In the likelihood of increasing public spending through public sector undertakings, exit of indebted firms will naturally become a challenge. As pointed out in the Economic Survey, India’s growth narrative (from the 1980s till now) has seen a shift from “socialism with limited entry to marketism without exit”. This trend is likely to continue unless domestic capital formation levels pick up across sectors with an entry of new firms and exit of old, indebted firms.
Correspondingly, with an increase in public spending the government may push the RBI to keep interest rates higher to keep inflation levels in check. Consumer prices in India increased by 5.21 per cent (year on year) in December 2017 and with oil prices increasing, the RBI may continue to exercise some monetary tightening through the policy tools available.
Two other areas where one couldn’t find a substantive focus by the government in the current budget were a) educational investments in promoting research and innovation across universities and b) investments in promoting renewable energy sources for power production and distribution. Innovations in science and technology remain integral to long-term growth. One would have expected a doubling of R&D spending (as suggested in the Economic Survey) with focused research-based educational programs on agriculture research, biotechnology, medical sciences etc. in developing India’s R&D capabilities.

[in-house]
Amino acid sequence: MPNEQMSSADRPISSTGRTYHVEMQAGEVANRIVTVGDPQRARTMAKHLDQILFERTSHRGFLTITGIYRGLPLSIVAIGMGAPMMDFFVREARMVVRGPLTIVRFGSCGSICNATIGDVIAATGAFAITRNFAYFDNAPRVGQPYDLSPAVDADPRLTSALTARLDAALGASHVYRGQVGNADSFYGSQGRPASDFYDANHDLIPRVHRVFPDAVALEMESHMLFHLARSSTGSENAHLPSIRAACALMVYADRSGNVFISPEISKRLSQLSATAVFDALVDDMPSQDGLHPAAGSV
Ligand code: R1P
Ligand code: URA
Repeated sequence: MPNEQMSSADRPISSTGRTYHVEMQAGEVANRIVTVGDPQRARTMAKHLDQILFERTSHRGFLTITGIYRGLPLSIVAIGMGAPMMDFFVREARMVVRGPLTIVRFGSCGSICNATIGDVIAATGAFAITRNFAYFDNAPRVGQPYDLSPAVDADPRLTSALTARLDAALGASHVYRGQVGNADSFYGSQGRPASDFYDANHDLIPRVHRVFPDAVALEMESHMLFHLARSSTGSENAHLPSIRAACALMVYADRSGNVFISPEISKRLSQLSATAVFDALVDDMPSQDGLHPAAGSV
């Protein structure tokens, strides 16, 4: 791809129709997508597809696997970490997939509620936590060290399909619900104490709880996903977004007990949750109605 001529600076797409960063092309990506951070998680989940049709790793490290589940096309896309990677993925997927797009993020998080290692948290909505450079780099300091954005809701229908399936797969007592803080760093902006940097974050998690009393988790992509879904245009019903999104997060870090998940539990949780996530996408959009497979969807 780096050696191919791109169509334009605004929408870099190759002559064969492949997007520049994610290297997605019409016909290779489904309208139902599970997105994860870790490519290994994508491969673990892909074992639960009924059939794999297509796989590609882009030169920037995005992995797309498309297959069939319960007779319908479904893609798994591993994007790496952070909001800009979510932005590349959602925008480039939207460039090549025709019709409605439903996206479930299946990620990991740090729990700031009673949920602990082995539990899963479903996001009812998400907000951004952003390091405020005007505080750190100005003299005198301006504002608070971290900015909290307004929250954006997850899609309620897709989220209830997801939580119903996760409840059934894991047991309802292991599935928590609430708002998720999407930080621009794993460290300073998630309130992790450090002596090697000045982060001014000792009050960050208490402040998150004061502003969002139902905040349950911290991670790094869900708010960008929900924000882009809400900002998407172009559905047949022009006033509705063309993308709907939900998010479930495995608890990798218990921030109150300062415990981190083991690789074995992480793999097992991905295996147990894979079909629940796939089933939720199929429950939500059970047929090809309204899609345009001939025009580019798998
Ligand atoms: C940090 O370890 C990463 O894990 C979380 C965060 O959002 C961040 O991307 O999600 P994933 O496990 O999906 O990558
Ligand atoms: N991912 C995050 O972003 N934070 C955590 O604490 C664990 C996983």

It remains vital for the government to ensure effective implementation of announced measures with a timely disbursement of assigned financial outlays across a bandwidth of socio-economic areas that this year’s budget seeks to capture. A perennial curse of policy implementation, witnessed from centrally managed policy measures may make both foreign and domestic investors sceptical in the medium- to long-term, making the financial markets more fragile and volatile.
This article gives the views of the authors, and not the position of the South Asia @ LSE blog, nor of the London School of Economics.
Deepanshu Mohan is Assistant Professor of Economics, Jindal School of International Affairs & Executive Director, Centre for New Economics Studies at OP Jindal Global University, Delhi, India. He is an LSE Alumni (2011-12) and a Visiting Professor at the Department of Economics, Carleton University in Ottawa, Canada. His research includes areas of development economics, urban studies, social policy and behavioural economics. His academic profile and research publications can be accessed here. He tweets @prats1810.
This article was first published on South Asia @ LSE, and is republished with permission. Click here to see the original article.